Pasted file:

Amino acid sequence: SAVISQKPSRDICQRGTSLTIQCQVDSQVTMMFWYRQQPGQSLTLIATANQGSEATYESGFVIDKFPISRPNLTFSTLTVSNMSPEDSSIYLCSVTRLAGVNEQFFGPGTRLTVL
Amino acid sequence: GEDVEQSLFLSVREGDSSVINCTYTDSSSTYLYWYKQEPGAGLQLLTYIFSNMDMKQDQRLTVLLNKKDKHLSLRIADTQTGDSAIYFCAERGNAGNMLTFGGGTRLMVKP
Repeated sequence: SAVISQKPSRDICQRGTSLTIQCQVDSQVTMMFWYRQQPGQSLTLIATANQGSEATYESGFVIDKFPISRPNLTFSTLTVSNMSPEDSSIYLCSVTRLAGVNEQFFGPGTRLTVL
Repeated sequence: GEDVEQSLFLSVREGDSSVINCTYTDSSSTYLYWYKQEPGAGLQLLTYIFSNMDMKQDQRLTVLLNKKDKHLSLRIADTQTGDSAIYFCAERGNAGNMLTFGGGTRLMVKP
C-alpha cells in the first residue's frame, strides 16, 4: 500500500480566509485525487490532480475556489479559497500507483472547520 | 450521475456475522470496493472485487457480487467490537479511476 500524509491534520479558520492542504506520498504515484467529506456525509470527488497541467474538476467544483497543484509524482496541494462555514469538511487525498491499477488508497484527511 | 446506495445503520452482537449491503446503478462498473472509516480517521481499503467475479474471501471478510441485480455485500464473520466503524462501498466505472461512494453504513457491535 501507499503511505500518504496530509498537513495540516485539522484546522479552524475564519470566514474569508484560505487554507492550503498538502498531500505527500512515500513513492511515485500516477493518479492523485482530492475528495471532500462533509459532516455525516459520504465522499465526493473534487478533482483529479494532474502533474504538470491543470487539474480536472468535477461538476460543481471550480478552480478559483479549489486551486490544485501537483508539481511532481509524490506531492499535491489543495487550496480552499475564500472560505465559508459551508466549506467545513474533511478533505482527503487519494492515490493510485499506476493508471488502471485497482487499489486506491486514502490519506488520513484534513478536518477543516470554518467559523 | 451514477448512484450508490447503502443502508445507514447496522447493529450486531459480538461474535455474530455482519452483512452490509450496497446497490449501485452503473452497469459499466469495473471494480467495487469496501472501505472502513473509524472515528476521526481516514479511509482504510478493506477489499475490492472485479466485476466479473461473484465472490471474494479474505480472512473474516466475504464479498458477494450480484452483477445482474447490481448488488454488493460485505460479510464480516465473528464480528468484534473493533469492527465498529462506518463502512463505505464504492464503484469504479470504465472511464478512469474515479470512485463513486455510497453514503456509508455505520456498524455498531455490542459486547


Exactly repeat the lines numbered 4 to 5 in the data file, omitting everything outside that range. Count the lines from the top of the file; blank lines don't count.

Repeated sequence: GEDVEQSLFLSVREGDSSVINCTYTDSSSTYLYWYKQEPGAGLQLLTYIFSNMDMKQDQRLTVLLNKKDKHLSLRIADTQTGDSAIYFCAERGNAGNMLTFGGGTRLMVKP
C-alpha cells in the first residue's frame, strides 16, 4: 500500500480566509485525487490532480475556489479559497500507483472547520 | 450521475456475522470496493472485487457480487467490537479511476 500524509491534520479558520492542504506520498504515484467529506456525509470527488497541467474538476467544483497543484509524482496541494462555514469538511487525498491499477488508497484527511 | 446506495445503520452482537449491503446503478462498473472509516480517521481499503467475479474471501471478510441485480455485500464473520466503524462501498466505472461512494453504513457491535 501507499503511505500518504496530509498537513495540516485539522484546522479552524475564519470566514474569508484560505487554507492550503498538502498531500505527500512515500513513492511515485500516477493518479492523485482530492475528495471532500462533509459532516455525516459520504465522499465526493473534487478533482483529479494532474502533474504538470491543470487539474480536472468535477461538476460543481471550480478552480478559483479549489486551486490544485501537483508539481511532481509524490506531492499535491489543495487550496480552499475564500472560505465559508459551508466549506467545513474533511478533505482527503487519494492515490493510485499506476493508471488502471485497482487499489486506491486514502490519506488520513484534513478536518477543516470554518467559523 | 451514477448512484450508490447503502443502508445507514447496522447493529450486531459480538461474535455474530455482519452483512452490509450496497446497490449501485452503473452497469459499466469495473471494480467495487469496501472501505472502513473509524472515528476521526481516514479511509482504510478493506477489499475490492472485479466485476466479473461473484465472490471474494479474505480472512473474516466475504464479498458477494450480484452483477445482474447490481448488488454488493460485505460479510464480516465473528464480528468484534473493533469492527465498529462506518463502512463505505464504492464503484469504479470504465472511464478512469474515479470512485463513486455510497453514503456509508455505520456498524455498531455490542459486547